It’s one of the first questions your friend, mom, or grandmother-in-law will likely ask you and everyone seemingly wants to know, “how do you plan to feed baby?”. Both of us have chosen to breastfeed, at least for the time being. And let us tell you, it was not easy to figure out. If someone says it came easy to them, they are either a. Lying or b. Not human.
So, let’s begin – here you’ll find some quick thoughts on some of our most talked about parts of breastfeeding. (As you can tell by the whole “Part 1” thing, we will absolutely post more on this kind of stuff, so if there’s a specific topic you want to hear about – let us know!)
Pain, WHAT PAIN?
At some point during both of our pregnancies or early weeks of baby’s life, we were both told by lactation consultants, nurses, or some sort of other breastfeeding expert that breastfeeding should not hurt, otherwise you are doing it wrong. We call bullshit. It will hurt. And if by some miracle it did/does not for you, then you have boobs from Krypton. I mean, why wouldn’t it be at least a little uncomfortable at first? Someone is chomping down on your nipples, and if your latch is just a liiiiiittle off then you’ll definitely have some pain. Ice packs and nipple cream are your friends. Embrace them with open arms. ~Karen
Okay. This is going to sound scary but it’s something all babies do – there will be a time when your baby won’t stop eating and you’ll be stuck to the couch/bed/chair for hours. Literally hours. For me it happened the second night we had Finn home and he ate almost constantly from about 10pm to 5am. He’d latch, fall asleep eating, then scream when I took him off my breast. What the hell?? The only good thing is Will & Grace had just come on Hulu so I was able to watch a ton of episodes, but to say I was crabby and going insane when my husband came out of the bedroom at 5am is a huge understatement. I basically shoved the baby into his arms and ran. That is an extreme example, but it’s super common for your baby to want to eat non-stop for a few hours (mostly in the evening around dinner time…convenient for you, right?) The best strategy for dealing with this mess is to hunker down with a support pillow like a boppy, your water bottle, snacks, and your favorite netflix show and ride it out. This is also a perfect time to make your partner get you stuff when you need it (shout-out to Kris for filling my water bottle one million times!). You can get through this! We believe in you!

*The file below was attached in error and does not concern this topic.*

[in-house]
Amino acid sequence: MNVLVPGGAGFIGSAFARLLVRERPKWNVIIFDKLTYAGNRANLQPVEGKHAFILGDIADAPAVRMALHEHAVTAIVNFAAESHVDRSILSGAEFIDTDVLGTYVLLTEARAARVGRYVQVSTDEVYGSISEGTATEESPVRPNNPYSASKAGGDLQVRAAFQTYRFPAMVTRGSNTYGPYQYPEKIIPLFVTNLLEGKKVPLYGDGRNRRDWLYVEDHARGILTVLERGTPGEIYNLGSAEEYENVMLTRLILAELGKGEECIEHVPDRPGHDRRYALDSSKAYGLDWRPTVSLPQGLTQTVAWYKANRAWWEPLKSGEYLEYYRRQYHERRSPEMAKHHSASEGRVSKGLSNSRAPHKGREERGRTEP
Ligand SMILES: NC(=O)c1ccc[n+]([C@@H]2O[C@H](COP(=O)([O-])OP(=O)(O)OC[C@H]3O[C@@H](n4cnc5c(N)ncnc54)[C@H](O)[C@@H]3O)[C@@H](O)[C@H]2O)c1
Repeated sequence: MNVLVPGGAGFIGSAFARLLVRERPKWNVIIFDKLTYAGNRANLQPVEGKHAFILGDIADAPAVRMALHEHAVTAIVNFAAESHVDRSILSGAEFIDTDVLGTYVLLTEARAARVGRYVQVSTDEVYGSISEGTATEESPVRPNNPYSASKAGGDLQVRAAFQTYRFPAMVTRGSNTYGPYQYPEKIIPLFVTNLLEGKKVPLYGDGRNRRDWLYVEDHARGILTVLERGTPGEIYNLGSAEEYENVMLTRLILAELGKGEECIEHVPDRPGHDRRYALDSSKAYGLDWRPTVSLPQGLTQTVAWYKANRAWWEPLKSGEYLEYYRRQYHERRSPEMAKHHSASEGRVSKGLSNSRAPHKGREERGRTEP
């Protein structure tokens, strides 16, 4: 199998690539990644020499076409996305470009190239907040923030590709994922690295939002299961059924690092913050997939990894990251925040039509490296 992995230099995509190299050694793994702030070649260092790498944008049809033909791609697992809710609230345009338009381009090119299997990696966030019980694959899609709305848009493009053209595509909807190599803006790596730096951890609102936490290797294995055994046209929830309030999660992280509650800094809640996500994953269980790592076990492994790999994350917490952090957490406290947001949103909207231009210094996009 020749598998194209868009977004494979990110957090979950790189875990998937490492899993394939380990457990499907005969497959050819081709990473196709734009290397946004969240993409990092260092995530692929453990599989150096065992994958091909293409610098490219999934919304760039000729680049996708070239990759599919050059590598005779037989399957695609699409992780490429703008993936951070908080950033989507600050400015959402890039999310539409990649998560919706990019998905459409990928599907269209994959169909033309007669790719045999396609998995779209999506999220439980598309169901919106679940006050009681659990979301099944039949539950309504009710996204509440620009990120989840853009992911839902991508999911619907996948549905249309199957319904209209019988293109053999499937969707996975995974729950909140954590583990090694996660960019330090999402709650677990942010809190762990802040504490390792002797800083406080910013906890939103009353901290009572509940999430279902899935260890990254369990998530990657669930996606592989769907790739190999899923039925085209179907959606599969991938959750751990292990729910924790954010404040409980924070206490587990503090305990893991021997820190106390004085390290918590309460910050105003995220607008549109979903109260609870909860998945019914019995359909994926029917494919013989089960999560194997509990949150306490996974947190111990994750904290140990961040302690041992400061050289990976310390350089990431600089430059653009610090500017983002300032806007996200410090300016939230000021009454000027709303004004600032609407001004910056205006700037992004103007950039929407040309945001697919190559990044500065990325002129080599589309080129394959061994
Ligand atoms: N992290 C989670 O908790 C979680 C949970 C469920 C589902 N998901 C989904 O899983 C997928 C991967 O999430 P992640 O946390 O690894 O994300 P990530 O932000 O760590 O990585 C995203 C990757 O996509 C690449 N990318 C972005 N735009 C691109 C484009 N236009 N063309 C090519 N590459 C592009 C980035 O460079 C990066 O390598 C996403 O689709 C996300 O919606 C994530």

One will never again in life hear this word repeated as much as you do in the first week of baby’s life. When a baby is learning to breastfeed, the latch, or when a baby fastens herself onto breast, is emphasized quite a bit. For some babies, achieving a good latch can be challenging. Babies can be lazy and sometimes attach to your nipple, just the nipple. A good latch will have your areola in baby’s mouth. A poor latch can lead to issues for you later on, not to add to your list of things to be concerned about. Additionally, a baby with a good latch can all of the sudden revert on you. Your hospital will likely have some nurses who are also certified lactation consultants. They are great resources which I highly recommend seeking out while you are in the hospital and even those first few weeks postpartum. No, I did not cry a number of times when I met with my favorite lactation consultants, Kathy and Karla. These women really made a huge difference in my early weeks home. There are so many resources out there, don’t be afraid of using them. (edit from Kristin – this reading on deep latch technique was super helpful for me!) This is so new, there is no reason it should or will go perfectly. ~Karen
Clogged Ducts & other fun stuff